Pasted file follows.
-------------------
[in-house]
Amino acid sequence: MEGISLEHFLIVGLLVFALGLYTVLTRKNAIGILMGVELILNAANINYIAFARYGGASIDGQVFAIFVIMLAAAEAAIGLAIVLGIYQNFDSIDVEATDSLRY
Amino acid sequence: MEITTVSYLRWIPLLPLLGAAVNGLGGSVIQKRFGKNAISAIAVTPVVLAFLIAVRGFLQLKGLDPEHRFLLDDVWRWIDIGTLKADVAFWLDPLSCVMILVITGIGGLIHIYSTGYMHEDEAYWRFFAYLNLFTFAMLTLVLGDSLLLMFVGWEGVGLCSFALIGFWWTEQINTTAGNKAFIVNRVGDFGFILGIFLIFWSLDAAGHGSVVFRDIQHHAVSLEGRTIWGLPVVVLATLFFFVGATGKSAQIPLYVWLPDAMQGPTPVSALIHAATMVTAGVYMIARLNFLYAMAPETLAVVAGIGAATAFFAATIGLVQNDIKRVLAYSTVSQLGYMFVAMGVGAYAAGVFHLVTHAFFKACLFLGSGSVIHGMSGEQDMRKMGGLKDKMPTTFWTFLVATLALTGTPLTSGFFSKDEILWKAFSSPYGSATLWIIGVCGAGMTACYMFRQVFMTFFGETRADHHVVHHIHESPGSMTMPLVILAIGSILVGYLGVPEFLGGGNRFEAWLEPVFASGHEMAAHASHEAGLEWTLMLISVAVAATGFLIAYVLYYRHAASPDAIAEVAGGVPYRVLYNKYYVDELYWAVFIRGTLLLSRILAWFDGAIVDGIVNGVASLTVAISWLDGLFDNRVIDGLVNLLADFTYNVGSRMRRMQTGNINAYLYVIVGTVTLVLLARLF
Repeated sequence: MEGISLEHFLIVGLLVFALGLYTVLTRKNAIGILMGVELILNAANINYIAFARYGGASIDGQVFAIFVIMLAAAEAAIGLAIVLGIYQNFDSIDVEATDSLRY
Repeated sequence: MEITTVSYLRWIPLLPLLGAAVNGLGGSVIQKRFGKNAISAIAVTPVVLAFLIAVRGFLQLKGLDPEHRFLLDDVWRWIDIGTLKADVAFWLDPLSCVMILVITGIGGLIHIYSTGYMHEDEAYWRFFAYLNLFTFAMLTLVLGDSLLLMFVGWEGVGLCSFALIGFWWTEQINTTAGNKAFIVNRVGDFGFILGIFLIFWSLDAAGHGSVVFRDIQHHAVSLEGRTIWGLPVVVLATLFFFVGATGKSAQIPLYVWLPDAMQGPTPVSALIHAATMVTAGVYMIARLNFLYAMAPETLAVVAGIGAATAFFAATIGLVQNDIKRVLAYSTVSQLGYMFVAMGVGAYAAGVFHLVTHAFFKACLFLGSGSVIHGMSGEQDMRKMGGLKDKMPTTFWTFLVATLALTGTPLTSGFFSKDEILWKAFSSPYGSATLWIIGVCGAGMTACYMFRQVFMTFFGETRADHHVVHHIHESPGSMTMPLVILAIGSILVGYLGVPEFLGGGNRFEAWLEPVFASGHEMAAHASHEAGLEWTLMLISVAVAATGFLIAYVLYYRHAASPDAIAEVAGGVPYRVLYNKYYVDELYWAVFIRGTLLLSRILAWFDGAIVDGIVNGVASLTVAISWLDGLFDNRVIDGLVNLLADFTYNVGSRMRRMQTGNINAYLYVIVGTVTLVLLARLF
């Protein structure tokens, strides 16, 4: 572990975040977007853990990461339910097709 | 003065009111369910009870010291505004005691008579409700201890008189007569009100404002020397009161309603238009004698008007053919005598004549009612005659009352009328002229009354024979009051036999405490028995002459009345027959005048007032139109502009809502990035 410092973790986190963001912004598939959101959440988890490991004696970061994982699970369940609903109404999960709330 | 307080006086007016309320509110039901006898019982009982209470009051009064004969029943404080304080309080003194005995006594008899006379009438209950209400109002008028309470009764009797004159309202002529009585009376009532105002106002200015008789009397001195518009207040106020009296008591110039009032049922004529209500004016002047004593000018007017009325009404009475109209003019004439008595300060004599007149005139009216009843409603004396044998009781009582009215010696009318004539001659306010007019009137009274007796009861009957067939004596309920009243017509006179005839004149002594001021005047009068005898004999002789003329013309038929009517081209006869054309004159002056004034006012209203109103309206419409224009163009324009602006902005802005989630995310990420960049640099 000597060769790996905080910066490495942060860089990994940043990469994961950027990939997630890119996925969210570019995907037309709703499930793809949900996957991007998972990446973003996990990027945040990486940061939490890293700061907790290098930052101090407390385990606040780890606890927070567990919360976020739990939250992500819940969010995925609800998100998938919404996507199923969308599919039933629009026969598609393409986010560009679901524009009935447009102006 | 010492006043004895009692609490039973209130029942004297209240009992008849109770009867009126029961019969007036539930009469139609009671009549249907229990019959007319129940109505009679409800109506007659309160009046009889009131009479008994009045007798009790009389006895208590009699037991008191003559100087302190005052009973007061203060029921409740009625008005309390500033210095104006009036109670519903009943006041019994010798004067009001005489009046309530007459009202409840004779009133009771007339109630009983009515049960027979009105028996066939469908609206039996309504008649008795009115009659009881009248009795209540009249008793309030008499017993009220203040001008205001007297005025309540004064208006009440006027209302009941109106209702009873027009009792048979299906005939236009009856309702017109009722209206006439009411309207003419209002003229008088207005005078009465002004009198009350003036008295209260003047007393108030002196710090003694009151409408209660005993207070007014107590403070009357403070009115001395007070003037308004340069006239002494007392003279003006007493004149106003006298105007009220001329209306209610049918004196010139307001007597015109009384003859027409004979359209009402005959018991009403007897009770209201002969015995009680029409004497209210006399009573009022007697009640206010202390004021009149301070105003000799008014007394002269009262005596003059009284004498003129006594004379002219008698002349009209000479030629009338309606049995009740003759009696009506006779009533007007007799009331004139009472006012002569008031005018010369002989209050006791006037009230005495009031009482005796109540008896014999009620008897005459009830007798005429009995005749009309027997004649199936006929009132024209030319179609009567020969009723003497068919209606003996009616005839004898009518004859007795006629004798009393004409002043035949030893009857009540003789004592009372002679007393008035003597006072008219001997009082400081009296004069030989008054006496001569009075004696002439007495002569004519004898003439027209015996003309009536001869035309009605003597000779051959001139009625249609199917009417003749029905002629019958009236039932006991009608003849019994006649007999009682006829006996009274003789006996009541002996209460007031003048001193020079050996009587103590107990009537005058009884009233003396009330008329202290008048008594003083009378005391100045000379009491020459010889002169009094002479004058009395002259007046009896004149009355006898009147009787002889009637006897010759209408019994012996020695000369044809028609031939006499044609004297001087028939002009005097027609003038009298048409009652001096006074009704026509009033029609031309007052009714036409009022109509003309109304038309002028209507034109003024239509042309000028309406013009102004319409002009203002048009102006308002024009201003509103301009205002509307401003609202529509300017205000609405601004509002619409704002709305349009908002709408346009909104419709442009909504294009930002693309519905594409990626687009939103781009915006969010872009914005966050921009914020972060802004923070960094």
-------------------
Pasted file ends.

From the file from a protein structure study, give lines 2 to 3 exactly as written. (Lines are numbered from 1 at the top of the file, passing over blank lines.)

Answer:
Amino acid sequence: MEGISLEHFLIVGLLVFALGLYTVLTRKNAIGILMGVELILNAANINYIAFARYGGASIDGQVFAIFVIMLAAAEAAIGLAIVLGIYQNFDSIDVEATDSLRY
Amino acid sequence: MEITTVSYLRWIPLLPLLGAAVNGLGGSVIQKRFGKNAISAIAVTPVVLAFLIAVRGFLQLKGLDPEHRFLLDDVWRWIDIGTLKADVAFWLDPLSCVMILVITGIGGLIHIYSTGYMHEDEAYWRFFAYLNLFTFAMLTLVLGDSLLLMFVGWEGVGLCSFALIGFWWTEQINTTAGNKAFIVNRVGDFGFILGIFLIFWSLDAAGHGSVVFRDIQHHAVSLEGRTIWGLPVVVLATLFFFVGATGKSAQIPLYVWLPDAMQGPTPVSALIHAATMVTAGVYMIARLNFLYAMAPETLAVVAGIGAATAFFAATIGLVQNDIKRVLAYSTVSQLGYMFVAMGVGAYAAGVFHLVTHAFFKACLFLGSGSVIHGMSGEQDMRKMGGLKDKMPTTFWTFLVATLALTGTPLTSGFFSKDEILWKAFSSPYGSATLWIIGVCGAGMTACYMFRQVFMTFFGETRADHHVVHHIHESPGSMTMPLVILAIGSILVGYLGVPEFLGGGNRFEAWLEPVFASGHEMAAHASHEAGLEWTLMLISVAVAATGFLIAYVLYYRHAASPDAIAEVAGGVPYRVLYNKYYVDELYWAVFIRGTLLLSRILAWFDGAIVDGIVNGVASLTVAISWLDGLFDNRVIDGLVNLLADFTYNVGSRMRRMQTGNINAYLYVIVGTVTLVLLARLF